Sat. Jan 22nd, 2022


European equities rose on Tuesday following a spate of global market volatility in the previous session, driven by expectations that the US Federal Reserve will raise interest rates in response to inflationary pressures.

The local Stoxx 600 stock index, which like other global stock markets is affected by US monetary policy that supports corporate borrowing costs and stock valuations worldwide, opened 1 percent higher.

The European stock meter fell 1.5 percent on Monday in its worst daily performance since November, during a session when Wall Street’s technology-focused Nasdaq Composite briefly in correction area as traders fled richly valued technology stocks. The index later closed the New York session with just under 0.1 percent, with the Stoxx technology sub-index echoing this reversal on Tuesday morning and rising 2.2 percent.

London’s FTSE 100 added 0.6 per cent, while futures contracts betting on Wall Street’s S&P 500 index were flat.

Following strong U.S. jobs last week, and ahead of inflation figures Wednesday that economists polled by Reuters are expected to show that U.S. consumer prices rose 7 percent in the year to December, markets saw the Fed’s first rate hike of the pandemic. era priced by March. Goldman Sachs, the investment bank, expects four US rate hikes this year.

“It’s all about the Fed now and nothing else really matters,” said Hani Redha, portfolio manager at PineBridge Investments.

The US Federal Reserve, which in March 2020 began buying about $ 120 billion worth of treasuries and mortgage-backed securities a month to suppress borrowing costs and isolate markets from the shocks of coronavirus, has already reduced its purchases and is prepare to shrink his $ 9tn balance sheet.

Quantitative easing, Redha said, “has led investors further on the risk curve,” by raising prices and reducing income returns on bonds, “so you go to stocks and then you go to the more speculative areas like unprofitable technology companies “.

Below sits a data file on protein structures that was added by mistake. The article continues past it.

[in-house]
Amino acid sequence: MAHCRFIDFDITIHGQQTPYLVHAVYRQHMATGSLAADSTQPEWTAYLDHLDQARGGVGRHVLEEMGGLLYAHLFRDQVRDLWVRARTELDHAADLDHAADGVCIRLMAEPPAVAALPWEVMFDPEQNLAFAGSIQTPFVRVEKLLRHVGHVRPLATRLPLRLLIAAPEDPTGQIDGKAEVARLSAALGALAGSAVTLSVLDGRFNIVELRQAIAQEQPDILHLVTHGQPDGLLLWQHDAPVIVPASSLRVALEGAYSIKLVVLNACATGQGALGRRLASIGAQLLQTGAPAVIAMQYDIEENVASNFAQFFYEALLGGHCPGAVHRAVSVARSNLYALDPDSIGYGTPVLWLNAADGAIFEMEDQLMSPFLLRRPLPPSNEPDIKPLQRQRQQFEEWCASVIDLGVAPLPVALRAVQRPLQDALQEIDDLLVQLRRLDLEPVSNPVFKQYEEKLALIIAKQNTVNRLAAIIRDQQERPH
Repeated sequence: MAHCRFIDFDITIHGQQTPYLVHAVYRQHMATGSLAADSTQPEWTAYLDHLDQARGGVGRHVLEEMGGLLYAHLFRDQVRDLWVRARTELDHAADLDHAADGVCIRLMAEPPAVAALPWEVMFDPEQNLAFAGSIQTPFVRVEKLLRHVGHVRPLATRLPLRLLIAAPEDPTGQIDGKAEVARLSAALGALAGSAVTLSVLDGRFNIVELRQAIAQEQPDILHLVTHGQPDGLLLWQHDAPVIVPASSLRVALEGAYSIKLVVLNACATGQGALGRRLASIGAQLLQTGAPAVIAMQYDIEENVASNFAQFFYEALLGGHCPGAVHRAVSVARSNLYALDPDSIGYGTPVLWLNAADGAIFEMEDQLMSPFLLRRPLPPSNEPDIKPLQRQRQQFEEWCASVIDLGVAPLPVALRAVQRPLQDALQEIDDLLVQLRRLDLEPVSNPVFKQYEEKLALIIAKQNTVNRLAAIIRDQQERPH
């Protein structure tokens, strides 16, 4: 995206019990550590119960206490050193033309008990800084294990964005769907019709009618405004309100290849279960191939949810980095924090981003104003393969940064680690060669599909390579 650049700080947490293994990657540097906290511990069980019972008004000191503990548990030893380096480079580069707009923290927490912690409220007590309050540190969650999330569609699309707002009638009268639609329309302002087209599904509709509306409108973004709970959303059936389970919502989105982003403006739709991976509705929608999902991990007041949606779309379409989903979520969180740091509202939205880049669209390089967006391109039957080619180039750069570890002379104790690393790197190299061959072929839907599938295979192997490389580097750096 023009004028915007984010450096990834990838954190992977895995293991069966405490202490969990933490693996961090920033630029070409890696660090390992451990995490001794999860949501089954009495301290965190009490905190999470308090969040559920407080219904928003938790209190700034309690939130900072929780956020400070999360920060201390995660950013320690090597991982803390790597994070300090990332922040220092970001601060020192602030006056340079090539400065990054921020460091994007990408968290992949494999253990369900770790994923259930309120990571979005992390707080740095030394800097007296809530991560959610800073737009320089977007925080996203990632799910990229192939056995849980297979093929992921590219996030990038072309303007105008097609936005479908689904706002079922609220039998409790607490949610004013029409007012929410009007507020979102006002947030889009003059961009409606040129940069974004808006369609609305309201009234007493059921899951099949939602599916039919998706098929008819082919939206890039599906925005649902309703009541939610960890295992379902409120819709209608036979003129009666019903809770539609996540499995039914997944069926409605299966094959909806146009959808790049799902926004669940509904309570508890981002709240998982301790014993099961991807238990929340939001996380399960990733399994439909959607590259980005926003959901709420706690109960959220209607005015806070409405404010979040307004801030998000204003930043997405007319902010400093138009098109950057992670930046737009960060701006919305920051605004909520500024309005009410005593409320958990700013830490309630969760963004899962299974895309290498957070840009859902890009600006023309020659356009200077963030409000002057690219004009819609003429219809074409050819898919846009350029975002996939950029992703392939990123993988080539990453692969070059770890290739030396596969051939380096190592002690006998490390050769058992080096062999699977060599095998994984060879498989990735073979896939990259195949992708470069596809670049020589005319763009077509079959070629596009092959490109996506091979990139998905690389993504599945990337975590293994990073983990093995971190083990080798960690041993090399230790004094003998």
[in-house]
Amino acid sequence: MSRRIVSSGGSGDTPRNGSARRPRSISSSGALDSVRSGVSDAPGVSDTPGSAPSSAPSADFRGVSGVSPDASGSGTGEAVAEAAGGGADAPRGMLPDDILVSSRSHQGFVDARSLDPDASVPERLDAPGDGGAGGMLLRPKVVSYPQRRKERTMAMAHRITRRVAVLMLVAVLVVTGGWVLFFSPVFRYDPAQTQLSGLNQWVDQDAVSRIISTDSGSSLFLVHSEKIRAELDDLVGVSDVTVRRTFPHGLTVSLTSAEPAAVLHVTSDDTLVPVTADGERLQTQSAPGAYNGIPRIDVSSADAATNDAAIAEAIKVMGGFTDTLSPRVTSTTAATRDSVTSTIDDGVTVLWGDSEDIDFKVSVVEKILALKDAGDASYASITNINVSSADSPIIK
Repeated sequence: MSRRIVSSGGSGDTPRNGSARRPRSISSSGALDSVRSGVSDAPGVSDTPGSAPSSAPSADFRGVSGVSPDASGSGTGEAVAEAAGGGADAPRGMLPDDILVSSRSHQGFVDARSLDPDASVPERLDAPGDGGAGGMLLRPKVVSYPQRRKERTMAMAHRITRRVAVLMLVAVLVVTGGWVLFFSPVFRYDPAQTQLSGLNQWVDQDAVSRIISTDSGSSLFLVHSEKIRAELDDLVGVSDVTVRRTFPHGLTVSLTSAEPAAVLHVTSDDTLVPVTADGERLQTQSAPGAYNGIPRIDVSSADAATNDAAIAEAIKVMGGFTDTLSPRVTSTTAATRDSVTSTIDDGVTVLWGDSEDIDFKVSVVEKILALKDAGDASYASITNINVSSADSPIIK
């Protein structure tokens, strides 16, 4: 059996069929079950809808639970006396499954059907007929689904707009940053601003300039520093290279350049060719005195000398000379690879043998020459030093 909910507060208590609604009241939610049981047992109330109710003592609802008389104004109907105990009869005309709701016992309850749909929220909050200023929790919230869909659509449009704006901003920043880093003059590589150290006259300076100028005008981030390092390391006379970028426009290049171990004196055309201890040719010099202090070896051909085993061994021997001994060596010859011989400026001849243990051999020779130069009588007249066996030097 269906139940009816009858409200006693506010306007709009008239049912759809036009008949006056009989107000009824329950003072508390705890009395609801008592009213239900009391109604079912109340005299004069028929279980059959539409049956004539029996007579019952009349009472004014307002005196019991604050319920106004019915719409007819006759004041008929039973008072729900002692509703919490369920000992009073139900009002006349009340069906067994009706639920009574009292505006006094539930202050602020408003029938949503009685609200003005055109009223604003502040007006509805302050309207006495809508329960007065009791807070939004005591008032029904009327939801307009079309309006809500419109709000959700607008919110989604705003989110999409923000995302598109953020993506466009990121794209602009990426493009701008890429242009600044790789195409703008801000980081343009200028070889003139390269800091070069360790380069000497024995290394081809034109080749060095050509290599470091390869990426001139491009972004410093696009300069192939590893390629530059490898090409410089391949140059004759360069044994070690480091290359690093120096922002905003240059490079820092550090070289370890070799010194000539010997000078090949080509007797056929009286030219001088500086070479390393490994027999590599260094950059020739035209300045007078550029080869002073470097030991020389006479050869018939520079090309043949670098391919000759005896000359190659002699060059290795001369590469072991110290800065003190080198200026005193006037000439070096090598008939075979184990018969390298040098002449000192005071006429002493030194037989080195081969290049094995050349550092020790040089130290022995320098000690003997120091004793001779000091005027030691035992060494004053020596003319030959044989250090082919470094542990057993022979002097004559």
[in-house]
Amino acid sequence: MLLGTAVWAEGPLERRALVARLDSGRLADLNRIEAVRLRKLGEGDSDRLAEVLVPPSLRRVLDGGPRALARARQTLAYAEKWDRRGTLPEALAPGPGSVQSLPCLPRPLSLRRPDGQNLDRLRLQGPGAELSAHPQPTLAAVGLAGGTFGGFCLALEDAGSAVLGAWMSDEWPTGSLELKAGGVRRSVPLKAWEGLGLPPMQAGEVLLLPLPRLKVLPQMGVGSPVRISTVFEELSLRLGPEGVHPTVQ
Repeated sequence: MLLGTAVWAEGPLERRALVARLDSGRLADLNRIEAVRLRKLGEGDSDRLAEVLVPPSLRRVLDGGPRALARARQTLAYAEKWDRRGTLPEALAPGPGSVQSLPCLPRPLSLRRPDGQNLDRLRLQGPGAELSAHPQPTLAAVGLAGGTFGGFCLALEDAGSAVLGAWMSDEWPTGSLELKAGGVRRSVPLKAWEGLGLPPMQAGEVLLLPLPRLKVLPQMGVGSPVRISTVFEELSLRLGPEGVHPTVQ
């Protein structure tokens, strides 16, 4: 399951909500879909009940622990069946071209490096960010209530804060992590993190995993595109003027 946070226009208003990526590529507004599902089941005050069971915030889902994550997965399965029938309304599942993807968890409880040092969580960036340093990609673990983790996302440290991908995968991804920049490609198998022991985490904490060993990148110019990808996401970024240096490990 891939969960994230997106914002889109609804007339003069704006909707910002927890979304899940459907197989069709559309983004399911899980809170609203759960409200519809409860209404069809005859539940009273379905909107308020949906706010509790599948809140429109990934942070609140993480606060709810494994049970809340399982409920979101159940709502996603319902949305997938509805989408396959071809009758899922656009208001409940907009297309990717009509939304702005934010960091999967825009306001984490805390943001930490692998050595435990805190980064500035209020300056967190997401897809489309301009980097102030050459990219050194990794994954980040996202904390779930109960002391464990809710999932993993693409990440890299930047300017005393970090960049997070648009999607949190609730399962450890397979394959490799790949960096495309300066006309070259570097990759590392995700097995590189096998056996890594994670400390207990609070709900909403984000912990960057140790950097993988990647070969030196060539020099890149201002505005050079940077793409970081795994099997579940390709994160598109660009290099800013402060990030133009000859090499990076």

“Now everything is going upside down as they shrink the balance sheet and drain excess liquidity out of the system.”

But Anatole Kaletsky, an analyst at research house Gavekal, argued that it made sense to “buy the dip” after the Nasdaq correction. “Inflation is peaking, and is not as bad as it seems anyway,” he said. “The year-on-year inflation rates that everyone is panicking about are misleading because they include large repayments for the collapse of prices in the first year of the pandemic.

“Governments and central banks have obvious incentives to keep borrowing costs low,” he added, due to high levels of government and corporate debt that had built up during the era of ultra-low interest rates.

The yield on the benchmark for 10-year U.S. Treasury notes fell 0.02 percentage points lower to 1.76 percent, after trading above 1.8 percent on Monday. Government bond prices tend to fall in response to expectations of higher interest rates and inflation, which lowers the real returns of fixed-income paying securities. Germany’s 10-year Bund yield was steady at minus 0.03 percent.

In Asia, Hong Kong’s Hang Seng stock index fell 0.1 percent lower and Tokyo’s Nikkei 225 fell 0.9 percent. Brent crude, the energy benchmark, added 0.8 percent to $ 81.53 a barrel.



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